Viscosity measurements on colloidal dispersions (nanofluids) for heat transfer applications

Appl. Rheol. 20:4 (2010) 44582 (7 pages)

This article reports viscosity data on a series of colloidal dispersions collected as part of the International Nanofluid Property Benchmark Exercise (INPBE). Data are reported for seven different fluids that include dispersions of metal-oxide nanoparticles in water, and in synthetic oil. These fluids, which are also referred to as 'nanofluids,' are currently being researched for their potential to function as heat transfer fluids. In a recently published paper from the INPBE study, thermal conductivity data from more than 30 laboratories around the world were reported and analyzed. Here, we examine the influence of particle shape and concentration on the viscosity of these same nanofluids and compare data to predictions from classical theories on suspension rheology.

Cite this publication as follows:
Venerus DC, Buongiorno J, Christianson R, Townsend J, Bang I, Chen G, Chung S, Chyu M, Chen H, Ding Y, Dubois F, Dzido G, Funfschilling D, Galand Q, Gao J, Hong H, Horton M, Hu L-W, Iorio CS, Jarzebski AB, Jiang Y, Kabelac S, Kedzierski MA, Kim C, Kim J-H, Kim S, McKrell T, Ni R, Philip J, Prabhat N, Song P, VanVaerenbergh S, Wen D, Witharana S, Zhao X-Z, Zhou S-Q: Viscosity measurements on colloidal dispersions (nanofluids) for heat transfer applications, Appl. Rheol. 20 (2010) 44582.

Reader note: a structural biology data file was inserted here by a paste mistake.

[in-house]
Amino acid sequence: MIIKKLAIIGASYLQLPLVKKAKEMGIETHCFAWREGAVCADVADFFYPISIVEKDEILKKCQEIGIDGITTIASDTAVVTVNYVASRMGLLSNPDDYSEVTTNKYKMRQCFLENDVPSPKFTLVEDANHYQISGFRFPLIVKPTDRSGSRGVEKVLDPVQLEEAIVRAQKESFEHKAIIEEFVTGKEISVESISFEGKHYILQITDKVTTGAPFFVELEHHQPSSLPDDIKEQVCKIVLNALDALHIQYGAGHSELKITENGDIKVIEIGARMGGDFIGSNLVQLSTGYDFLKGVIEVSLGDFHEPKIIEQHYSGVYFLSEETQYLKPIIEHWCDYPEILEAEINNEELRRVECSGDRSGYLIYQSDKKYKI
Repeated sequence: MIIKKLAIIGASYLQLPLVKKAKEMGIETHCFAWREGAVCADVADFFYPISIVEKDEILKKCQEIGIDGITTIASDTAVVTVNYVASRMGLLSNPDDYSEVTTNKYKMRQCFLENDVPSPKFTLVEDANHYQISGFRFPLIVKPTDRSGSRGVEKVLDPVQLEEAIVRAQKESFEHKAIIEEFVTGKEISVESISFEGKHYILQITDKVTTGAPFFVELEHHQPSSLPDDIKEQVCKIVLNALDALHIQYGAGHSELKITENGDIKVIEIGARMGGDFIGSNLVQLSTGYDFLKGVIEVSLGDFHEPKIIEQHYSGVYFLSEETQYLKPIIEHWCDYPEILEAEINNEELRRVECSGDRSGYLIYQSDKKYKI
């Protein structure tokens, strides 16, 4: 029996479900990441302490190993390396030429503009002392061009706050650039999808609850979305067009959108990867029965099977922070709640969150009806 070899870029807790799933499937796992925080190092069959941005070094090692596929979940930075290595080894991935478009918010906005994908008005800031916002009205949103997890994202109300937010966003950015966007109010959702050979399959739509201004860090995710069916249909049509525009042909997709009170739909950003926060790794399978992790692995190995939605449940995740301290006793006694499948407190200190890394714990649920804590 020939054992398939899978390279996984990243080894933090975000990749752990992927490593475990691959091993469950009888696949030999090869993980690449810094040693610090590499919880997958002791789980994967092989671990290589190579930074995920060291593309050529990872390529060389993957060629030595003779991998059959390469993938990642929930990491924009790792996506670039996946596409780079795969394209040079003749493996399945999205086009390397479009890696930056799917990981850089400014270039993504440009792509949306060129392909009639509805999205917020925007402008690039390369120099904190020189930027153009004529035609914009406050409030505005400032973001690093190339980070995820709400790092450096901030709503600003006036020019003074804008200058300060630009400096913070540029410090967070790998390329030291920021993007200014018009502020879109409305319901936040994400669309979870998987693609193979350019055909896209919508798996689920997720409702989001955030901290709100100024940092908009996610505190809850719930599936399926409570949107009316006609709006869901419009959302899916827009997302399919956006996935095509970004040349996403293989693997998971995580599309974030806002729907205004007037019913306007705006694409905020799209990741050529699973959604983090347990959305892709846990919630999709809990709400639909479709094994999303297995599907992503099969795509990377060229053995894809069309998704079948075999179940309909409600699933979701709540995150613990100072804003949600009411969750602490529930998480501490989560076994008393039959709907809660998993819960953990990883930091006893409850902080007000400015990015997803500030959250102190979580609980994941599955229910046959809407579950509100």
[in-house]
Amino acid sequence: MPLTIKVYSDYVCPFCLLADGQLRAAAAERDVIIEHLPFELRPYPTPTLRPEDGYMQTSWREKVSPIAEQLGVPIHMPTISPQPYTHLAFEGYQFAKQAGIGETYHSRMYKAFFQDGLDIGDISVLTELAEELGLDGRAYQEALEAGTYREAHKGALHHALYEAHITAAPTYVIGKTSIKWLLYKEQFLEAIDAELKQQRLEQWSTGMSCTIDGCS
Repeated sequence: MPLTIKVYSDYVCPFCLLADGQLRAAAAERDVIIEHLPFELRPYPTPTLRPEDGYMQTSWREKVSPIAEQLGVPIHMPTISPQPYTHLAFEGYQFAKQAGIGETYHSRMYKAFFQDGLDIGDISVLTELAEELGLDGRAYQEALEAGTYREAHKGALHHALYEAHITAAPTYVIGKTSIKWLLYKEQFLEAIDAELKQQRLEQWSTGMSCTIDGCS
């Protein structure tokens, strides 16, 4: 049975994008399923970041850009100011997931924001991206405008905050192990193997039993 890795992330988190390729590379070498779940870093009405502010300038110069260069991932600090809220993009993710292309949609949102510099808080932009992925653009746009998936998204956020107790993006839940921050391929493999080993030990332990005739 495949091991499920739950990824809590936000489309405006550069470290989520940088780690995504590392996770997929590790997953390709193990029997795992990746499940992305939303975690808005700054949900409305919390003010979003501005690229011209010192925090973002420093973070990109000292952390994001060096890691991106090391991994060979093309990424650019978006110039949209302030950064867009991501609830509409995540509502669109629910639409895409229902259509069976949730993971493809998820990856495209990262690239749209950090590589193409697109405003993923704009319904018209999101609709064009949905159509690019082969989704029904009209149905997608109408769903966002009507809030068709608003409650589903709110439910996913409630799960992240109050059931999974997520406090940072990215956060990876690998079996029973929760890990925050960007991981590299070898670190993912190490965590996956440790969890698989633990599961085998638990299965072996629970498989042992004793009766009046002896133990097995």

Dmitry Borin, Piotr Ni.Rityuk, Stefan Odenbach
On the magnetic field influence on the viscosity of liquid GaInSn with suspended solid particles

Appl. Rheol. 19:6 (2009) 61995 (7 pages)

Experimental and numerical studies have been undertaken to check the influence of a magnetic field on the viscosity of liquid GaInSn with suspended solid particles.The rheological investigations show a significant change of the slope of the measured flow curves between the situation B = 0 and 0.02 T. By means of numerical simulations of the flow in the presence of Lorentz forces it could be shown that the influence of magnetohydrodynamic damping of the flow reduces the measured changes but does not annihilate them. As conclusion a 15 % change of viscosity of the melt in a magnetic field with B = 0.02 T could be fixed.

Cite this publication as follows:
Borin D, Nikrityuk P, Odenbach S: On the magnetic field influence on the viscosity of liquid GaInSn with suspended solid particles, Appl. Rheol. 19 (2009) 61995.